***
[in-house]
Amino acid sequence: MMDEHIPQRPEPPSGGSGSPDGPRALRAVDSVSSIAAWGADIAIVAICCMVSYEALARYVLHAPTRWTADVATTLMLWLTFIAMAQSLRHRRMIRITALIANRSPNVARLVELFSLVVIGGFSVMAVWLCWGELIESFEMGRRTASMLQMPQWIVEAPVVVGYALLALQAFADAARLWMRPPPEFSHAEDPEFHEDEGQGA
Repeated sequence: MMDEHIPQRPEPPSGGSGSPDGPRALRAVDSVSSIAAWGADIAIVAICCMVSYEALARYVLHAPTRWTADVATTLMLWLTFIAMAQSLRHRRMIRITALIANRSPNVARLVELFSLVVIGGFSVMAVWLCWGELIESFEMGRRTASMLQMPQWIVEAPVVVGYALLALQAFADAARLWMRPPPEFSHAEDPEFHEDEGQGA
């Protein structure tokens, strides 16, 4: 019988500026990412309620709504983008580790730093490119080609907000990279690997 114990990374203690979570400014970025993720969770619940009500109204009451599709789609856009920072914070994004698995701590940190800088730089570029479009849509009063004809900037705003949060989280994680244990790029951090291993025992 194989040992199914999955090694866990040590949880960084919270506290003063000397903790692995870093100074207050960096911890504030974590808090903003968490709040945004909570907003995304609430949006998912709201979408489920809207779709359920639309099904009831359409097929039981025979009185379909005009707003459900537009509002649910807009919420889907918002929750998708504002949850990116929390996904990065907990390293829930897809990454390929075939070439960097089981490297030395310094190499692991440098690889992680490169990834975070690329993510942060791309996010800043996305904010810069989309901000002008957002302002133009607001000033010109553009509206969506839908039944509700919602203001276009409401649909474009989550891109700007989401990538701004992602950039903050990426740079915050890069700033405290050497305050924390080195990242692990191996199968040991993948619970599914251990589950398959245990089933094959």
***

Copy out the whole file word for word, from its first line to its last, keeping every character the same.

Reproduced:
[in-house]
Amino acid sequence: MMDEHIPQRPEPPSGGSGSPDGPRALRAVDSVSSIAAWGADIAIVAICCMVSYEALARYVLHAPTRWTADVATTLMLWLTFIAMAQSLRHRRMIRITALIANRSPNVARLVELFSLVVIGGFSVMAVWLCWGELIESFEMGRRTASMLQMPQWIVEAPVVVGYALLALQAFADAARLWMRPPPEFSHAEDPEFHEDEGQGA
Repeated sequence: MMDEHIPQRPEPPSGGSGSPDGPRALRAVDSVSSIAAWGADIAIVAICCMVSYEALARYVLHAPTRWTADVATTLMLWLTFIAMAQSLRHRRMIRITALIANRSPNVARLVELFSLVVIGGFSVMAVWLCWGELIESFEMGRRTASMLQMPQWIVEAPVVVGYALLALQAFADAARLWMRPPPEFSHAEDPEFHEDEGQGA
């Protein structure tokens, strides 16, 4: 019988500026990412309620709504983008580790730093490119080609907000990279690997 114990990374203690979570400014970025993720969770619940009500109204009451599709789609856009920072914070994004698995701590940190800088730089570029479009849509009063004809900037705003949060989280994680244990790029951090291993025992 194989040992199914999955090694866990040590949880960084919270506290003063000397903790692995870093100074207050960096911890504030974590808090903003968490709040945004909570907003995304609430949006998912709201979408489920809207779709359920639309099904009831359409097929039981025979009185379909005009707003459900537009509002649910807009919420889907918002929750998708504002949850990116929390996904990065907990390293829930897809990454390929075939070439960097089981490297030395310094190499692991440098690889992680490169990834975070690329993510942060791309996010800043996305904010810069989309901000002008957002302002133009607001000033010109553009509206969506839908039944509700919602203001276009409401649909474009989550891109700007989401990538701004992602950039903050990426740079915050890069700033405290050497305050924390080195990242692990191996199968040991993948619970599914251990589950398959245990089933094959």